Baby Signs
February 14, 2007 7:59 PM   Subscribe

I'm working on some basic sign language with my 14 month old, and now that the weather's warming up, he has a real need to communicate the word "outside" when he wants to go out and play (he'll go over to the door and babble, but it would be great if he could come to me and tell me what he wants). Can someone explain (or link to a site with picture/video) the sign for "outside," "outdoors," or something similar? Bonus if the gesture is fairly simple so that my son can catch on quickly.
posted by roundrock to Writing & Language (9 answers total) 6 users marked this as a favorite
Best answer: This is the very top result when you google sign language outside.
posted by thehmsbeagle at 8:06 PM on February 14, 2007

Best answer: Here's a video from MSU's ASL Browser.
posted by The Tensor at 8:27 PM on February 14, 2007

Response by poster: thanks ... I did google this, but I think I made it more complicated than it needed to be. These are PERFECT!! You've made a 14 month old's life a little easier (and his mommy's, too)....
posted by roundrock at 8:36 PM on February 14, 2007

FYI - MSU's browser has a number of unusual signs and doesn't disambiguate homonyms (present (gift), present (here), present (introduce)).

I also use this reference which has clearer video, but also has some signs that aren't exactly standard.

ASL is also checkered by regionalisms. You'll find signs that are totally different across several references. I've found it simplest to embrace what works for you and be as consistent as you can. An example is "Happy Birthday", which is often given as happy followed by the very graphic sign for birth then the sign for day, whereas I've also seen it as happy followed by tugging your earlobe between thumb and forefinger of your dominant hand, as well as happy followed by making your dominant hand look like a conical birthday hat and putting it on your head. We use the last one, because it's easy to sign and easy to explain. Aslpro has a sign for birthday which I've never seen, which is probably English and not American (I'm told that Aslpro has many English signs instead of American signs).

So take what you see without context with a grain of salt.

Something in mind: think about your main goal. If it's simply communication, as long as you're consistent, it's no big deal if you use a home sign for something. For example, we were taught a home sign for yogurt which is not quite the real one. Works for us. If your goal is to see that your child is truly bilingual, then you want to think about using ASL vs using SEE (Signed Exact English), vs using PSE (Pidgin Signed English).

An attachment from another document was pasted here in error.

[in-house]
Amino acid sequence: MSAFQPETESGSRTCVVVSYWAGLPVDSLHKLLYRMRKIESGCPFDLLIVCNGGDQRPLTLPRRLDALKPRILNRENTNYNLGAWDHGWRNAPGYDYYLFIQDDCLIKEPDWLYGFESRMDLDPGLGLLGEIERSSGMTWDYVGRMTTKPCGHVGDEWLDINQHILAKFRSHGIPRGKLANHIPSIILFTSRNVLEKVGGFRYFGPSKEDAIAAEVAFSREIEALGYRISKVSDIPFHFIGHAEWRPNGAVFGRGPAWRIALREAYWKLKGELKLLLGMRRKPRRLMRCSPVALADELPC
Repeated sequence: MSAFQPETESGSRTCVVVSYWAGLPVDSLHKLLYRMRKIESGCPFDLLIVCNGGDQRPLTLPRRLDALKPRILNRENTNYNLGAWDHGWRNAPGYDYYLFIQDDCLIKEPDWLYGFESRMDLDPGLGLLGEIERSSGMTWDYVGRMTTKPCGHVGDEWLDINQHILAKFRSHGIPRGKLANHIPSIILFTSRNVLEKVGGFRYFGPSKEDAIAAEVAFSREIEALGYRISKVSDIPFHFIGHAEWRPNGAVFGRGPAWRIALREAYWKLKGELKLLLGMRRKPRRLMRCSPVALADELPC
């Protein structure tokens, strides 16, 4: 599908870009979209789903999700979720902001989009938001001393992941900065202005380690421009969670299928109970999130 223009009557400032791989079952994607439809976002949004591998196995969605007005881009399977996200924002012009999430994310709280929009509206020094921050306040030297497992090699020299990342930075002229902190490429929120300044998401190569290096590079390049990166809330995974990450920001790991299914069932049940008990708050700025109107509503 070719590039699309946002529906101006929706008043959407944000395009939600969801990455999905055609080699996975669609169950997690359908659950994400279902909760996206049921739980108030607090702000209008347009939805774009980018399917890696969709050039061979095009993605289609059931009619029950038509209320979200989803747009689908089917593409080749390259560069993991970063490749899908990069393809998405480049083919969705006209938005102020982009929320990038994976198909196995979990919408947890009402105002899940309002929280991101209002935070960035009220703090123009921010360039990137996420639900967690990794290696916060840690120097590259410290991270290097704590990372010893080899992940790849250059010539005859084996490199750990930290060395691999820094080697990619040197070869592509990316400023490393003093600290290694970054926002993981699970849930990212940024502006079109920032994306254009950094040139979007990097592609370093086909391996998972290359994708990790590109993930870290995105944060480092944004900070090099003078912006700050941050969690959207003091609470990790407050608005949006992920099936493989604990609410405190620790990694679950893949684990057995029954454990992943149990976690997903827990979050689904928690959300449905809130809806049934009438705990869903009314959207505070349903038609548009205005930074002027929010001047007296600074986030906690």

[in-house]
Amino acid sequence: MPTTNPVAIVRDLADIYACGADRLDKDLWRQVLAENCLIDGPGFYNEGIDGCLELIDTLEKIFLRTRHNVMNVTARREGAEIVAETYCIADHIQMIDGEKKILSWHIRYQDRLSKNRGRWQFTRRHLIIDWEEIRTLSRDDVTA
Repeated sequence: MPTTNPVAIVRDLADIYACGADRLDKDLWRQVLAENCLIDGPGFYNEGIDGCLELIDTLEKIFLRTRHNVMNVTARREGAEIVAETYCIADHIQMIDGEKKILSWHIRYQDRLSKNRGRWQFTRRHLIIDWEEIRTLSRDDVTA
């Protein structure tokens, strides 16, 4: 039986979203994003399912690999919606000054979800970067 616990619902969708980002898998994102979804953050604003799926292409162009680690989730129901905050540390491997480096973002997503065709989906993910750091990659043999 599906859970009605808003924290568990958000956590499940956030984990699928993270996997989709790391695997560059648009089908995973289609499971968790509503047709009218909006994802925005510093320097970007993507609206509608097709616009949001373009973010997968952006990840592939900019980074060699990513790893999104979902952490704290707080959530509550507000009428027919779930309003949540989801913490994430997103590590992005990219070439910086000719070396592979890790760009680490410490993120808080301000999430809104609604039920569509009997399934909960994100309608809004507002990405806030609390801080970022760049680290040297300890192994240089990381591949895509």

PSE is the easiest and what happens is the sign becomes a kinesthetic highlighter of your speech. It works out quite well, especially transitioning away from sign later on. ASL has different syntactic ordering than English in order to make the language pragmatic. The classic example would be "Look at the red car". In SEE or PSE the first word instructs the receiver to look away, which makes the rest of the sentence useless. The ASL word order is more like "car red there."

As far as a continuing resource, look into Signing Time. I am deeply indebted to this group for enabling my daughter to communicate. In addition to their main product (very engaging videos geared towards kids that teach sign language), they also have a bulletin board with a section on "How do you sign..." which is routinely patrolled by people who are fluent.

One final thing to consider is that the Deaf community has people in it that react strongly to the current fad of baby signs. I can't represent that community and won't try other than to say that you should be aware of it and there is a thing about name signs. Traditionally, a person doesn't have a name sign until they're given one from a Deaf person. We respect that tradition, but it conflicts with our ability to communicate with our daughter, so I gave her a home name sign early on that was fairly innocuous and tried to follow the general approach. Similarly my daughter routinely names the important people in her life so she can talk to them and talk about them (some of them are hilarious, too). Again, practicality and communication wins over tradition. Where this can go wrong is that in her school, her teachers created name signs for themselves and their aides (first name initial signed by forehead for a teacher, or signed by mouth for speech therapist), which was all well and good except for Susan, whose name sign was one common sign for 'stupid'. Oops.